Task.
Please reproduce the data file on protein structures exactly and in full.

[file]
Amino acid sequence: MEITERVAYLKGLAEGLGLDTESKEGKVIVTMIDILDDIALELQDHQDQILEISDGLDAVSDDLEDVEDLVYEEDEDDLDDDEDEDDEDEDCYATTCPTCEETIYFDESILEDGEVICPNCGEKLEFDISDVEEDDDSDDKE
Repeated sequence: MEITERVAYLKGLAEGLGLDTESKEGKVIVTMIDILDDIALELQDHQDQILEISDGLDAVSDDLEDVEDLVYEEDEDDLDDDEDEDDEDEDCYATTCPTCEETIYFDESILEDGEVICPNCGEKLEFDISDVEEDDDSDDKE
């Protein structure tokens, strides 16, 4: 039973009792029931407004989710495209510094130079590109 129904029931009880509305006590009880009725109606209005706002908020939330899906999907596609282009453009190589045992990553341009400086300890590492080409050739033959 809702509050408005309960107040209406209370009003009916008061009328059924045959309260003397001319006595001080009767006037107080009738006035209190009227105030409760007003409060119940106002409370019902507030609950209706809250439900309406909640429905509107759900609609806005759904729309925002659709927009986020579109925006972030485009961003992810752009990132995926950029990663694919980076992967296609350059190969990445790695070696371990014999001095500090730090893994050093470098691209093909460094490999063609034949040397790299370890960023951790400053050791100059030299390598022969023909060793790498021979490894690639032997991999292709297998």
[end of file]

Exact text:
Amino acid sequence: MEITERVAYLKGLAEGLGLDTESKEGKVIVTMIDILDDIALELQDHQDQILEISDGLDAVSDDLEDVEDLVYEEDEDDLDDDEDEDDEDEDCYATTCPTCEETIYFDESILEDGEVICPNCGEKLEFDISDVEEDDDSDDKE
Repeated sequence: MEITERVAYLKGLAEGLGLDTESKEGKVIVTMIDILDDIALELQDHQDQILEISDGLDAVSDDLEDVEDLVYEEDEDDLDDDEDEDDEDEDCYATTCPTCEETIYFDESILEDGEVICPNCGEKLEFDISDVEEDDDSDDKE
């Protein structure tokens, strides 16, 4: 039973009792029931407004989710495209510094130079590109 129904029931009880509305006590009880009725109606209005706002908020939330899906999907596609282009453009190589045992990553341009400086300890590492080409050739033959 809702509050408005309960107040209406209370009003009916008061009328059924045959309260003397001319006595001080009767006037107080009738006035209190009227105030409760007003409060119940106002409370019902507030609950209706809250439900309406909640429905509107759900609609806005759904729309925002659709927009986020579109925006972030485009961003992810752009990132995926950029990663694919980076992967296609350059190969990445790695070696371990014999001095500090730090893994050093470098691209093909460094490999063609034949040397790299370890960023951790400053050791100059030299390598022969023909060793790498021979490894690639032997991999292709297998």